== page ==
Life Lessons To Be Learned From The Extinct

First of all, there are three dinosaurs on this page. Three dinosaurs, each of which (each of whom?) is drawing a picture. So now we have three characters and three pictures. And just to make the whole thing almost unbelievably self-referential (and arguably over-determined) two of the dinosaurs have speech bubbles, while one only has a thought bubble.

I don’t know what else to say. It’s like layer on top of layer on top of layer. It’s like these post-modern pre-history and it is blowing my mind.

Reading from left to right, the first dinosaur—I think it’s a girl because she has a polka-dot bow on her head and even though I would argue that the scene with Max rolling on the floor had a kind of risqué subtext, I do not think this book has transvestite dinosaurs—anyway, she is saying “We meet on Sam’s porch” while drawing a picture of a house with the word “Sam’s” and an arrow pointing down. I’m guessing that is Sam’s porch.

Next to her is a dinosaur of unclear gender who looks, I don’t know, kind of ashamed. He/she is covering part of his/her face and his/her eyes are sort of rolling in his/her head. And here’s the main thing: he/she isn’t talking. He/she is silent. He/she has only a thought bubble. Just that. And the thought bubble says, “I’d better ask my Mom!” When I ask my daughter what she thinks that means, she says that this dinosaur feels bad about not having a place to meet. In case of fire. And I myself read “I’d better ask my Mom” as the words of an excessively anxious dinosaur, maybe a dinosaur whose mother is kind of falling down on the job. I see that shame thing with the face-covering, and I’m starting to wonder if maybe Mom doesn’t drink a bit too much. Worth noting too is that this dinosaur’s drawing paper is blank. Another sign of shame, I think. Pretty clearly.

The guy on the other side of him/her goes to the big tree. I know this because his speech bubble says, “We go to the big tree.” And on his piece of paper there is a picture of a pretty good sized tree—presumably the big tree in question. It seems like he and the dinosaur on the far left are talking at the same time, interrupting each other, but I guess they’re just excited because they have a meeting place, and they know that they’re going to be okay.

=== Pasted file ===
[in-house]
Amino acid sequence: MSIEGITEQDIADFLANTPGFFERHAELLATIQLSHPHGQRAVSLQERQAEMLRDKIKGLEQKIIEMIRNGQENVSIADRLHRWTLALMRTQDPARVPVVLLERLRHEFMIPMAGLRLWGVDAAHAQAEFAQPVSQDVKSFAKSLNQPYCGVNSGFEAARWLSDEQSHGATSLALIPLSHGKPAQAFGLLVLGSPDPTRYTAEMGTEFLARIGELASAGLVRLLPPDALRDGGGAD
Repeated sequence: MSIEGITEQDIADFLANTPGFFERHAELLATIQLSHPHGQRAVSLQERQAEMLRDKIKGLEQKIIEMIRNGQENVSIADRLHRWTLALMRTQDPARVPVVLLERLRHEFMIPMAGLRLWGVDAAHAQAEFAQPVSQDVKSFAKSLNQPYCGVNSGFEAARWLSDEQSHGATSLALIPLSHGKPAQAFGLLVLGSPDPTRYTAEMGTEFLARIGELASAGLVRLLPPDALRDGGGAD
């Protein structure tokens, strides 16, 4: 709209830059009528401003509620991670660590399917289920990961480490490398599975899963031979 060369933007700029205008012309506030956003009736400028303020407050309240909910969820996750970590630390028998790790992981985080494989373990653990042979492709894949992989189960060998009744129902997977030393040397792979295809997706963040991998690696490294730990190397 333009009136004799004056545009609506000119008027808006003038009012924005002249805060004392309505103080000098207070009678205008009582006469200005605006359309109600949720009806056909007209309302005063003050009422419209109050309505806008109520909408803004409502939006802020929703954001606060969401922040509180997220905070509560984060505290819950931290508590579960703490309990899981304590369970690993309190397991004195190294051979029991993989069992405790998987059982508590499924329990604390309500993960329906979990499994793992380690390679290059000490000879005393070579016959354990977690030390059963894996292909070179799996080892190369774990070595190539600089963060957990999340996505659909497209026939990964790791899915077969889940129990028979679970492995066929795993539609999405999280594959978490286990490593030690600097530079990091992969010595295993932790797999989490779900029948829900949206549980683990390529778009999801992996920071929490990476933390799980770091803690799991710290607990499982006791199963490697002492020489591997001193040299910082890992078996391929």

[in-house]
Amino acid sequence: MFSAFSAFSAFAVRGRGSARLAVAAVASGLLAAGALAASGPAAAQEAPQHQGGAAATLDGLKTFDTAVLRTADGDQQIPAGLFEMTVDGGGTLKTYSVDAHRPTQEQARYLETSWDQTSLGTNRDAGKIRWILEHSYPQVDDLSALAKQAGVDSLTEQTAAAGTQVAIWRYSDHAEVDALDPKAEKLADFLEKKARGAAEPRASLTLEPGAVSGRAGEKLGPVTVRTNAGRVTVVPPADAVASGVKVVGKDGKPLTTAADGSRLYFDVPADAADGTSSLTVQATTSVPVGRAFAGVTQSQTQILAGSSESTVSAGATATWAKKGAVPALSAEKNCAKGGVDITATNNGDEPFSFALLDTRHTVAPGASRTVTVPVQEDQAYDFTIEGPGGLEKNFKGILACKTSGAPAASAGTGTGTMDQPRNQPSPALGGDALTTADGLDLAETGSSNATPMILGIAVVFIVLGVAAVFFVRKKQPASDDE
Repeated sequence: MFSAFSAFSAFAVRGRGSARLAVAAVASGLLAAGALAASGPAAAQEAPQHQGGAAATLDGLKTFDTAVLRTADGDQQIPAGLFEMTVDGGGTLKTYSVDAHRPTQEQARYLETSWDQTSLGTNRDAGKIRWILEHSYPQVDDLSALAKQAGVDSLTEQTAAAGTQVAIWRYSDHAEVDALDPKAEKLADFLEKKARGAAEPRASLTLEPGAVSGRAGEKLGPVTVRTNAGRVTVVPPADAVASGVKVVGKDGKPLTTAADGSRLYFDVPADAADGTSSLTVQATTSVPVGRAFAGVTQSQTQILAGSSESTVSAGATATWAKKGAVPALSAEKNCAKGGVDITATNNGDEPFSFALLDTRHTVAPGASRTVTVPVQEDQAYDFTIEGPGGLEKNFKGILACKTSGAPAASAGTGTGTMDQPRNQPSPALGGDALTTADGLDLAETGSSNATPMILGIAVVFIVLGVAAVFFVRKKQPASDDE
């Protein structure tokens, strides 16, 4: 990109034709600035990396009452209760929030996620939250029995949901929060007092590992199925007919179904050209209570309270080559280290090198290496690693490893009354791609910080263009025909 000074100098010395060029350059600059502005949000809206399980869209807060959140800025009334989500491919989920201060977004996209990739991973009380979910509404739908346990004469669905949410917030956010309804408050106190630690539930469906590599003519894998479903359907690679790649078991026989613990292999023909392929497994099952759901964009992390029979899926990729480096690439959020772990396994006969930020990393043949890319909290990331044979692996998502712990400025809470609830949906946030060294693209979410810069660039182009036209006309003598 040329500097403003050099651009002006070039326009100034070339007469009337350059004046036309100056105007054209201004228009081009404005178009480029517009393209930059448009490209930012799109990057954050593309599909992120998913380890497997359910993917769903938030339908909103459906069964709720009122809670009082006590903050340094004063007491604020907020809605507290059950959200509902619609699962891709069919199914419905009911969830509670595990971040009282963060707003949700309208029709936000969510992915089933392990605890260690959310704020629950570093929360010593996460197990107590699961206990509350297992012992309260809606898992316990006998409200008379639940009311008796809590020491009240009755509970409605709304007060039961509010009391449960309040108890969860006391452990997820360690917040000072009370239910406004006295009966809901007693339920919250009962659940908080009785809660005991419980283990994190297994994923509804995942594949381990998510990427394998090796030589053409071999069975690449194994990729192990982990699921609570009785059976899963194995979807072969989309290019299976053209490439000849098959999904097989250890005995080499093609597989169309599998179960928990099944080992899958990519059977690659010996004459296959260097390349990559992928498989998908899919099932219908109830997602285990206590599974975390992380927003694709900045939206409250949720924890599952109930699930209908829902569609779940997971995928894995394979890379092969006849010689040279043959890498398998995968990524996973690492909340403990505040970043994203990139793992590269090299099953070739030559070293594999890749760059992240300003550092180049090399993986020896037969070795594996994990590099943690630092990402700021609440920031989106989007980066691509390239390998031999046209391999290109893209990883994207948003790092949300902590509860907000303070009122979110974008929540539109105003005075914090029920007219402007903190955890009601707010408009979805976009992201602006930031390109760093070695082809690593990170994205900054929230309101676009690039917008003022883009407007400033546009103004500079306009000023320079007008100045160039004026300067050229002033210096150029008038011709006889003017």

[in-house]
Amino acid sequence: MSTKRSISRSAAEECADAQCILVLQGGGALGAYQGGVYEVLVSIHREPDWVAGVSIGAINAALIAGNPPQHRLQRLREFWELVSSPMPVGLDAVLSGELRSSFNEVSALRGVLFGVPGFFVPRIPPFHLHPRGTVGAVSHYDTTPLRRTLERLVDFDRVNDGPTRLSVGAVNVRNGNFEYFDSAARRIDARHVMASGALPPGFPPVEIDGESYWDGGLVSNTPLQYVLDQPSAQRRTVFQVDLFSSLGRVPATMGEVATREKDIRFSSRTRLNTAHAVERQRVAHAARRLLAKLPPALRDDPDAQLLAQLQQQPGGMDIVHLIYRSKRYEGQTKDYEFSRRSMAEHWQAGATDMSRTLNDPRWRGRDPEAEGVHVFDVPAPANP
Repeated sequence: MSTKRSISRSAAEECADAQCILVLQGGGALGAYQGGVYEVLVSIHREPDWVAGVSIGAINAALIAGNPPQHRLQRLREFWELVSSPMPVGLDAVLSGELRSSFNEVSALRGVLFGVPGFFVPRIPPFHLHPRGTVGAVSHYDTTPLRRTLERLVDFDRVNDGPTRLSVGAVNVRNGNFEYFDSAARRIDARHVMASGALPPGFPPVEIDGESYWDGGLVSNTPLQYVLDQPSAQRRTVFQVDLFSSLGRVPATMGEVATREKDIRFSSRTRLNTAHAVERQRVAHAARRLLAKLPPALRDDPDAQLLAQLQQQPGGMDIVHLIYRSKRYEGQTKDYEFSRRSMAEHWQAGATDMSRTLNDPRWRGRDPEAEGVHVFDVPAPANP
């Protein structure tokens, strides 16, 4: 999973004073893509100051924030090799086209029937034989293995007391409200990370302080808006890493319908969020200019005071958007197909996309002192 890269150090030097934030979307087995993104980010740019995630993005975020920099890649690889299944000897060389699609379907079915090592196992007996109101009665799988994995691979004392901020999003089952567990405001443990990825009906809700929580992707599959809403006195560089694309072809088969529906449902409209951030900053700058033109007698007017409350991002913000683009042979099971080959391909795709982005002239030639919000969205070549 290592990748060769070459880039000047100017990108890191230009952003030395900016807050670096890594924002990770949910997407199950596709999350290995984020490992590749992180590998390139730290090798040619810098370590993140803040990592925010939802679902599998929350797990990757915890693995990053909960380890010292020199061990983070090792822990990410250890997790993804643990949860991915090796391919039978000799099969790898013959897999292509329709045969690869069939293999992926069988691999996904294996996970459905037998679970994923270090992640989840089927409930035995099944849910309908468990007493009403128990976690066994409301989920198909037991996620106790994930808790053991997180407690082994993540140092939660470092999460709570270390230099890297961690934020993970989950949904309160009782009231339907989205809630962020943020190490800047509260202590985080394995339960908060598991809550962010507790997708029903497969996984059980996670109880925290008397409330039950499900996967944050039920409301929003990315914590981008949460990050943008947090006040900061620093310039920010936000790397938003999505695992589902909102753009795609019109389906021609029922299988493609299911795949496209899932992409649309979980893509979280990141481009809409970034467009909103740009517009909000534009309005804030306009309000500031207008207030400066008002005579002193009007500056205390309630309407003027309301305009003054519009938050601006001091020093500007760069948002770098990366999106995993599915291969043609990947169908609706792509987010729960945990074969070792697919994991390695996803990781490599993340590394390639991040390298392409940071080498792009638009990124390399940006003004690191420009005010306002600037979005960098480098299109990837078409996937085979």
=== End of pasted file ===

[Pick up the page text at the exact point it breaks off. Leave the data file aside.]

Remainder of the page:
It’s the one in the middle that I’m worried about. The silent one of unclear gender whose page is blank. The one whose mother has clearly left her unprepared.

“Do we have a meeting place?” my daughter asks.

I shake my head. “Not yet,” I say. “But clearly we should. We will.”

“I think we’re supposed to,” she says.

“I think you’re right.”

Page Eight: Get a smoke alarm. Make sure it works.

Oh, for God’s sake.

I have never seen anyone smile while a smoke alarm is going off. Even if you’re testing it so yeah, technically you’re happy the damned thing works, you still don’t smile at it, do you? You hurry to shut it the hell off. That is the point of smoke alarms. Of alarms in general, as a matter of fact. The better they are, the worse they are, if you see what I mean. When an alarm goes off, you certainly don’t stand around grinning like these two new dinosaurs. (At first I thought the little one was Max, but they have triangular bumps down their spines that he didn’t have).

Anyway, the bigger one, the one with wire rimmed glasses and a polka-dot shirt, he’s pointing (five fingers, not like Max who had only three) up to this alarm beside which the words “beep, beep” are written. He’s showing it to the kid dinosaur. And they are both smiling.

For some reason, my daughter has drawn a thick black line across the kid dinosaur’s eyes. I ask her why. Her explanation is that he’s blind. I didn’t even know she knew the word. Personally, I was thinking they must both be deaf.

In any case, they are certainly not responding to the smoke alarm in a way that encourages me to think it will do them any good. They are clearly both mentally unhinged, and I’m guessing that will not bode well for them.

I know what my daughter is going to say before she speaks.